Generations have grown up with this quaint character, but where did she come from?
You know her from countless quilts and embroidery patterns, and you know her from the many Holly Hobbie products in the ’70s. The sunbonnet can’t help but remind us of Laura Ingalls Wilder and the wide open prairie of the pioneer stories. But, where did this icon first get her start? The answer goes back further than you might think!
It started with an idealized vision of the American frontier. Nostalgia for pioneer days turned into a marketing craze between 1900-1940 when free quilting and embroidery patterns were included in many publications as incentives for women to buy the magazines and newspapers.
Suddenly, Sunbonnet Sue, with her recognizable oversized sunbonnet and pinafore prairie dress and apron, was making appearances on all manner of household items: quilts of course, but also dish towels, pillowcases and any other household item a woman might be sewing at home. Untold numbers of Sunbonnet Sue textiles were made during the Great Depression.
One theory about her popularity in the ’30s is that Sunbonnet Sue’s idyllic life spent picking flowers and swinging in the sunshine had a cheering effect on the many who struggled during the Depression, much like Shirley Temple films did.
Sunbonnet Sue’s pioneer clothing meant that she was perfectly clad in the calico scraps our grandmothers used to piece together designs of her image. Patterns that could utilize scraps of fabric and embroidery floss were particularly popular in the ’30s when women were attempting to literally stretch every single penny. Sunbonnet Sue’s lack of face and details make for an easy pattern, but it means that we never see her expression or what she might be feeling.
The all-important visual concept was first made popular by The Sunbonnet Babies book published in 1900 by Eulalie Osgood Grover and illustrated by Bertha Cobrett. Initially drawing these characters in the 1890s, one story goes that Corbett was aiming to prove that expression wasn’t always about the face– that her characters could have life and joy and sorrow all while keeping their faces hidden from view.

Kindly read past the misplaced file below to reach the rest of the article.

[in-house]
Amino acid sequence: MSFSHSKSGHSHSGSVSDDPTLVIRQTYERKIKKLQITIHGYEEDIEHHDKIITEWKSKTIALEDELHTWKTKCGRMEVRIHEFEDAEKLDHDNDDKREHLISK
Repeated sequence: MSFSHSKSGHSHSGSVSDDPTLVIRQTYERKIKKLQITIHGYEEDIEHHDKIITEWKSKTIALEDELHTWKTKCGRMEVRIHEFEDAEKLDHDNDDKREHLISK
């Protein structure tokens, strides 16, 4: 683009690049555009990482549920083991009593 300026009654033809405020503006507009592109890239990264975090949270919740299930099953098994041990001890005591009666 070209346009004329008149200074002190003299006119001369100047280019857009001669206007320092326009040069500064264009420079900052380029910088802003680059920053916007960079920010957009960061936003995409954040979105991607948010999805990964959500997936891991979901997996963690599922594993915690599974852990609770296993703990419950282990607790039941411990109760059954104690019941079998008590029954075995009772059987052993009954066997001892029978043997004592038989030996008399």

Sunbonnet Sue’s male counterpart is the overalls boy, sometimes called Overall Andy or Farmer Boy, with a straw hat that also covers his face. Corbett also designed the Old Dutch Cleanser girl logo and some have argued that the Morton’s Salt girl was a direct result of the influence of Corbett’s designs.
With the revival of interest in the Little House on the Prairie books and the TV show in the ’70s, Holly Hobbie was born as another incarnation of this classic character, clad in patchwork calico. This new character was named for her creator, Holly Hobbie.
Initially a series of drawings, Holly Hobbie was soon licensed out to be made into a line of dolls, wallpaper, toys, and just about anything else a little girl might possibly use. Now as a doll with a face, Holly Hobbie took on a life of her own. While we get to see her face sometimes, in print Holly Hobbie’s appearance was often still masked with a large bonnet like her ancestor, Sunbonnet Sue. And so the long-held quilting symbol was reborn for another generation of women and girls.
Sunbonnet Sue may have been born from the Sunbonnet Babies, but she was kept alive in popular culture by works like the film Sunbonnet Sue from 1945, and a song of the same name written in 1906 by Gus Edwards and Will D. Cobb. You can listen to a 1908 recording of the charming song below.
The Sunbonnet Babies do sometimes get their clothes dirty, but they are mostly good children, like the many of the characters emblazoned on quilts for the past 100 years, though there are some exceptions. The Sunbonnet Baby characters made an impression on generations of women and girls and without them we would likely never have had our beloved Holly Hobbie.